It is becoming clear that steroids can be synthesized de novo by the brain and other nervous systems. Such steroids are called neurosteroids, and de novo neurosteroidogenesis from cholesterol is a conserved property of vertebrate brains. In this study, we show that the newt brain actively produces 7α-hydroxypregnenolone, a previously undescribed amphibian neurosteroid that stimulates locomotor activity. 7α-hydroxypregnenolone was identified as a most abundant amphibian neurosteroid in the newt brain by using biochemical techniques combined with HPLC, TLC, and GC-MS analyses. The production of 7α-hydroxypregnenolone in the diencephalon and rhombencephalon was higher than that in the telencephalon and peripheral steroidogenic glands. In addition, 7α-hydroxypregnenolone synthesis in the brain showed marked changes during the annual breeding cycle, with a maximal level in the spring breeding period when locomotor activity of the newt increases. Behavioral analysis of newts in the nonbreeding period demonstrated that administration of this previously undescribed amphibian neurosteroid acutely increased locomotor activity. In vitro analysis further revealed that 7α-hydroxypregnenolone treatment resulted in a dose-dependent increase in the release of dopamine from cultured brain tissue of nonbreeding newts. The effect of this neurosteroid on locomotion also was abolished by dopamine D2-like receptor antagonists. These results indicate that 7α-hydroxypregnenolone acts as a neuronal activator to stimulate locomotor activity of breeding newts through the dopaminergic system. This study demonstrates a physiological function of 7α-hydroxypregnenolone that has not been described previously in any vertebrate class. This study also provides findings on the regulatory mechanism of locomotor activity from a unique standpoint.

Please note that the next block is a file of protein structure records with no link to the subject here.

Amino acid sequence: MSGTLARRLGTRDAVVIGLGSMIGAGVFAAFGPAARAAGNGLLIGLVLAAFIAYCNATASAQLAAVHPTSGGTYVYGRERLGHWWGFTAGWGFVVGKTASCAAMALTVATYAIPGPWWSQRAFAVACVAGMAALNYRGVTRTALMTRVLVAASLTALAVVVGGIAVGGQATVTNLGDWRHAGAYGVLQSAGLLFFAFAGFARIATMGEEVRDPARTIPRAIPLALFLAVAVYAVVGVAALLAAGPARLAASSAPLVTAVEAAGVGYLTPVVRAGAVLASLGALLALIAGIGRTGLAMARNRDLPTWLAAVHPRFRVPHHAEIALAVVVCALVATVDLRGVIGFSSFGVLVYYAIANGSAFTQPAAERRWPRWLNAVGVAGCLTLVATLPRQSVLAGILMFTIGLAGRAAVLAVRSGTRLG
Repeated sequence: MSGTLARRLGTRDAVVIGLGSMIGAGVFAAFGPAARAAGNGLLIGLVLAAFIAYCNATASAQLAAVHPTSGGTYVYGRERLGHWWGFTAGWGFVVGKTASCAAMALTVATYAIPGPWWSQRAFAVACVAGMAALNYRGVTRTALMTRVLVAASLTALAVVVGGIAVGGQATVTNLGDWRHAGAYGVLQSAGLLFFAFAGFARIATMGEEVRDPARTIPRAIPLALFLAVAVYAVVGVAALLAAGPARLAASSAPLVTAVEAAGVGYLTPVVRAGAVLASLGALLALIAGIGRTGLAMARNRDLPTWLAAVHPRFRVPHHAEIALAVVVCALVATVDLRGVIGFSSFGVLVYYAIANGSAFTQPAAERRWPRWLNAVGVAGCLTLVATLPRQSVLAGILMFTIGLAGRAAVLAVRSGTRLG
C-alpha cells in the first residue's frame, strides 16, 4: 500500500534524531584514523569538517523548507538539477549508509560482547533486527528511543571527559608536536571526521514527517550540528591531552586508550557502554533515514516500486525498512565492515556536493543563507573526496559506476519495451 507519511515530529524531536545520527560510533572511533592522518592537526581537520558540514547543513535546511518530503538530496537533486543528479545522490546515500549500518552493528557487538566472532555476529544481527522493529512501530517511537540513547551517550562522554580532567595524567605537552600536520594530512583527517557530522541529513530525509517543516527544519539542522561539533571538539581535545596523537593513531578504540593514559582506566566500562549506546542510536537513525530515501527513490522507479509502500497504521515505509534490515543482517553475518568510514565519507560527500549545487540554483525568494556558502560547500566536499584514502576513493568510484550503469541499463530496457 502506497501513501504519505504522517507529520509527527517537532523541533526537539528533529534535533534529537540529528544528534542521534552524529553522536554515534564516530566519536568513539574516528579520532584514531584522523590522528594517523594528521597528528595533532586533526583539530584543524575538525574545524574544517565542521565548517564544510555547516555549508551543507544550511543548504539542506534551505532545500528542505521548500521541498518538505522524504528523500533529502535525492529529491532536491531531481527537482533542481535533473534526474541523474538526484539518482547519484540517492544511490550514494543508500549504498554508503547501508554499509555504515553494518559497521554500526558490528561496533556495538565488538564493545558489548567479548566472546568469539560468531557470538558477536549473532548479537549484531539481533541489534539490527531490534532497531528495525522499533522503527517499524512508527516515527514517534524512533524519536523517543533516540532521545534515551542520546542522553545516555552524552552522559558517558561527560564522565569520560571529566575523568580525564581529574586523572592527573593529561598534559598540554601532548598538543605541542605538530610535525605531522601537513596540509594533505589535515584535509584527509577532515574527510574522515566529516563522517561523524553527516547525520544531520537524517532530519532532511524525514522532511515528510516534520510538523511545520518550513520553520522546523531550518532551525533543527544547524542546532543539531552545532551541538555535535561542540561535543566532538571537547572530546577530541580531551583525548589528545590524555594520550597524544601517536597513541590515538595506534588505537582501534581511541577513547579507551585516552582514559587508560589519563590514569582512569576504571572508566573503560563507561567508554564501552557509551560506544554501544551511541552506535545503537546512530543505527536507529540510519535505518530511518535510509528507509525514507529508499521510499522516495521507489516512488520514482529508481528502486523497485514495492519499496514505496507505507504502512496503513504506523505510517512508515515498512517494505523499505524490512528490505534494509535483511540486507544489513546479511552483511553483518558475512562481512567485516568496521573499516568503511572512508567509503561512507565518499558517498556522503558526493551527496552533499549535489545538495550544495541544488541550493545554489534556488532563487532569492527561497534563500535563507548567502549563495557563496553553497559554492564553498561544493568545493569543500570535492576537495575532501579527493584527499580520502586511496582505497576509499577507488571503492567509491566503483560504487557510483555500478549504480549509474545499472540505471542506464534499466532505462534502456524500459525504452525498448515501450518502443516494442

|Number of pages||6|
|Journal||Proceedings of the National Academy of Sciences of the United States of America|
|Publication status||Published - 2004 Dec 7|
- Dopamine release
- Newt brain
- Seasonal changes
ASJC Scopus subject areas